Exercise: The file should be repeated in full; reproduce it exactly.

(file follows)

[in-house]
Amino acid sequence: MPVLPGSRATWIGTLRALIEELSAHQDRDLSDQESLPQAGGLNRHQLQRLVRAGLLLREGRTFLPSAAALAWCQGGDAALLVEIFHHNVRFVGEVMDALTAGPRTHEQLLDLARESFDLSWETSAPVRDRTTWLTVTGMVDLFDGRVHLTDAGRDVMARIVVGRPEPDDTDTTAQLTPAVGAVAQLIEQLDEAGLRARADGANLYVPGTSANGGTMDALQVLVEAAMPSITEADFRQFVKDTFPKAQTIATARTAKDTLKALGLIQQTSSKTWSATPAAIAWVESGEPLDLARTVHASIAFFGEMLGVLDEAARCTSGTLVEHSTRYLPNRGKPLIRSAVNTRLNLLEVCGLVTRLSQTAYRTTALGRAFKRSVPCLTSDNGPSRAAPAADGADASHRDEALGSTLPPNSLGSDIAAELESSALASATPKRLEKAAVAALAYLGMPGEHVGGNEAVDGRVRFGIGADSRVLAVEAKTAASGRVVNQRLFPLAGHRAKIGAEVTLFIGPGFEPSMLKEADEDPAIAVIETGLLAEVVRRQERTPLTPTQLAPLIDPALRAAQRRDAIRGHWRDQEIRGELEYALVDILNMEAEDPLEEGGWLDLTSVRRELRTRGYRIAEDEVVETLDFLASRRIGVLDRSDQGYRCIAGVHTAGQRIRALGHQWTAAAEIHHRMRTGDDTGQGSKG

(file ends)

[in-house]
Amino acid sequence: MPVLPGSRATWIGTLRALIEELSAHQDRDLSDQESLPQAGGLNRHQLQRLVRAGLLLREGRTFLPSAAALAWCQGGDAALLVEIFHHNVRFVGEVMDALTAGPRTHEQLLDLARESFDLSWETSAPVRDRTTWLTVTGMVDLFDGRVHLTDAGRDVMARIVVGRPEPDDTDTTAQLTPAVGAVAQLIEQLDEAGLRARADGANLYVPGTSANGGTMDALQVLVEAAMPSITEADFRQFVKDTFPKAQTIATARTAKDTLKALGLIQQTSSKTWSATPAAIAWVESGEPLDLARTVHASIAFFGEMLGVLDEAARCTSGTLVEHSTRYLPNRGKPLIRSAVNTRLNLLEVCGLVTRLSQTAYRTTALGRAFKRSVPCLTSDNGPSRAAPAADGADASHRDEALGSTLPPNSLGSDIAAELESSALASATPKRLEKAAVAALAYLGMPGEHVGGNEAVDGRVRFGIGADSRVLAVEAKTAASGRVVNQRLFPLAGHRAKIGAEVTLFIGPGFEPSMLKEADEDPAIAVIETGLLAEVVRRQERTPLTPTQLAPLIDPALRAAQRRDAIRGHWRDQEIRGELEYALVDILNMEAEDPLEEGGWLDLTSVRRELRTRGYRIAEDEVVETLDFLASRRIGVLDRSDQGYRCIAGVHTAGQRIRALGHQWTAAAEIHHRMRTGDDTGQGSKG